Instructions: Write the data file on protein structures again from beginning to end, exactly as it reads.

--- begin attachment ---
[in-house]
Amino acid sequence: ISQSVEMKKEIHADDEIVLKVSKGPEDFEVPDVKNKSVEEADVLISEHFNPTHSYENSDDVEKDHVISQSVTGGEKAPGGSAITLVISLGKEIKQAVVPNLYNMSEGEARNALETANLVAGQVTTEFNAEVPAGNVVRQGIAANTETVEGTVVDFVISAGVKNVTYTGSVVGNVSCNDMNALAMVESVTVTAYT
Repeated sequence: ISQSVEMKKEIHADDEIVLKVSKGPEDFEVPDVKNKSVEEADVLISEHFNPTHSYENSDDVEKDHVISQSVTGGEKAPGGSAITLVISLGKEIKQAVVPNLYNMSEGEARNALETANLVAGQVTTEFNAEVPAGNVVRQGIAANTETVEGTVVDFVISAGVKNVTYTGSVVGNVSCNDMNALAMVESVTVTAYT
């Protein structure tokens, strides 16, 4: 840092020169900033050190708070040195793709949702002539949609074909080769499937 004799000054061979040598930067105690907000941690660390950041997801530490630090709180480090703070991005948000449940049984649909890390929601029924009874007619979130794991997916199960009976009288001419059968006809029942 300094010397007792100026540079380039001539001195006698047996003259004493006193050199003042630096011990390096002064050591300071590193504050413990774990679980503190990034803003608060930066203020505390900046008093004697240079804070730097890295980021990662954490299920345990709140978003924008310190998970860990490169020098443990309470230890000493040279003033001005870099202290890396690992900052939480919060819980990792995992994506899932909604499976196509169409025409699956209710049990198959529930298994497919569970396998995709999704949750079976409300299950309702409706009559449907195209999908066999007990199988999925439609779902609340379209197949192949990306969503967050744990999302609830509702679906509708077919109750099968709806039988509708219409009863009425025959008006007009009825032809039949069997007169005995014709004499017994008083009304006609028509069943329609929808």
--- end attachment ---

[in-house]
Amino acid sequence: ISQSVEMKKEIHADDEIVLKVSKGPEDFEVPDVKNKSVEEADVLISEHFNPTHSYENSDDVEKDHVISQSVTGGEKAPGGSAITLVISLGKEIKQAVVPNLYNMSEGEARNALETANLVAGQVTTEFNAEVPAGNVVRQGIAANTETVEGTVVDFVISAGVKNVTYTGSVVGNVSCNDMNALAMVESVTVTAYT
Repeated sequence: ISQSVEMKKEIHADDEIVLKVSKGPEDFEVPDVKNKSVEEADVLISEHFNPTHSYENSDDVEKDHVISQSVTGGEKAPGGSAITLVISLGKEIKQAVVPNLYNMSEGEARNALETANLVAGQVTTEFNAEVPAGNVVRQGIAANTETVEGTVVDFVISAGVKNVTYTGSVVGNVSCNDMNALAMVESVTVTAYT
């Protein structure tokens, strides 16, 4: 840092020169900033050190708070040195793709949702002539949609074909080769499937 004799000054061979040598930067105690907000941690660390950041997801530490630090709180480090703070991005948000449940049984649909890390929601029924009874007619979130794991997916199960009976009288001419059968006809029942 300094010397007792100026540079380039001539001195006698047996003259004493006193050199003042630096011990390096002064050591300071590193504050413990774990679980503190990034803003608060930066203020505390900046008093004697240079804070730097890295980021990662954490299920345990709140978003924008310190998970860990490169020098443990309470230890000493040279003033001005870099202290890396690992900052939480919060819980990792995992994506899932909604499976196509169409025409699956209710049990198959529930298994497919569970396998995709999704949750079976409300299950309702409706009559449907195209999908066999007990199988999925439609779902609340379209197949192949990306969503967050744990999302609830509702679906509708077919109750099968709806039988509708219409009863009425025959008006007009009825032809039949069997007169005995014709004499017994008083009304006609028509069943329609929808």